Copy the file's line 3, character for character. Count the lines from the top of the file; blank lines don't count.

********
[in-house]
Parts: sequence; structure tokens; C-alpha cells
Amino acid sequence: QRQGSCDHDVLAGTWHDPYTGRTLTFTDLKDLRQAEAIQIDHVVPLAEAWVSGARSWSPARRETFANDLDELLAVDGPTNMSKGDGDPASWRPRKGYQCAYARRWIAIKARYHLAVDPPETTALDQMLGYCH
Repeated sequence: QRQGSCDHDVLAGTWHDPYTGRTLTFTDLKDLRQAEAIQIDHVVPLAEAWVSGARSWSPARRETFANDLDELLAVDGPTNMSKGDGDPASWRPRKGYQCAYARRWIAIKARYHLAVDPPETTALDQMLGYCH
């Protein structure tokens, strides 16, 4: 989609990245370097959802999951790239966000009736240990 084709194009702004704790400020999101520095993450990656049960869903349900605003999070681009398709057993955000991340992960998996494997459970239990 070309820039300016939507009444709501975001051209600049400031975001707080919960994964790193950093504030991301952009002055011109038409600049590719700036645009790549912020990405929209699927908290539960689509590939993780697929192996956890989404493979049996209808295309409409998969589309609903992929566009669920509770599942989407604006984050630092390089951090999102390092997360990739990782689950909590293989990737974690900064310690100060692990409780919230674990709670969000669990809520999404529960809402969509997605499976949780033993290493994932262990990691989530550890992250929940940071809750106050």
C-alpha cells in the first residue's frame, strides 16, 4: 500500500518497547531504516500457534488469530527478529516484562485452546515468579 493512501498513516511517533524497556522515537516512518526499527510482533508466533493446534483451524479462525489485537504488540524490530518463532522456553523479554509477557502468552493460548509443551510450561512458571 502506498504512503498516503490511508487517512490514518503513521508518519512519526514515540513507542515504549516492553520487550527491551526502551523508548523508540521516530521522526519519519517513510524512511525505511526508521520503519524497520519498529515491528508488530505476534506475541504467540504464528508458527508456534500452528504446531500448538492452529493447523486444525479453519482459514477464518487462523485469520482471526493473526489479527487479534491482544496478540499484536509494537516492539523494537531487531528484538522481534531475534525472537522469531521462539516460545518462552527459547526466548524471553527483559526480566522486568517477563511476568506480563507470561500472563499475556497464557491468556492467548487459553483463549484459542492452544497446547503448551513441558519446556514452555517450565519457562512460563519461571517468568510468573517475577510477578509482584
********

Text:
Amino acid sequence: QRQGSCDHDVLAGTWHDPYTGRTLTFTDLKDLRQAEAIQIDHVVPLAEAWVSGARSWSPARRETFANDLDELLAVDGPTNMSKGDGDPASWRPRKGYQCAYARRWIAIKARYHLAVDPPETTALDQMLGYCH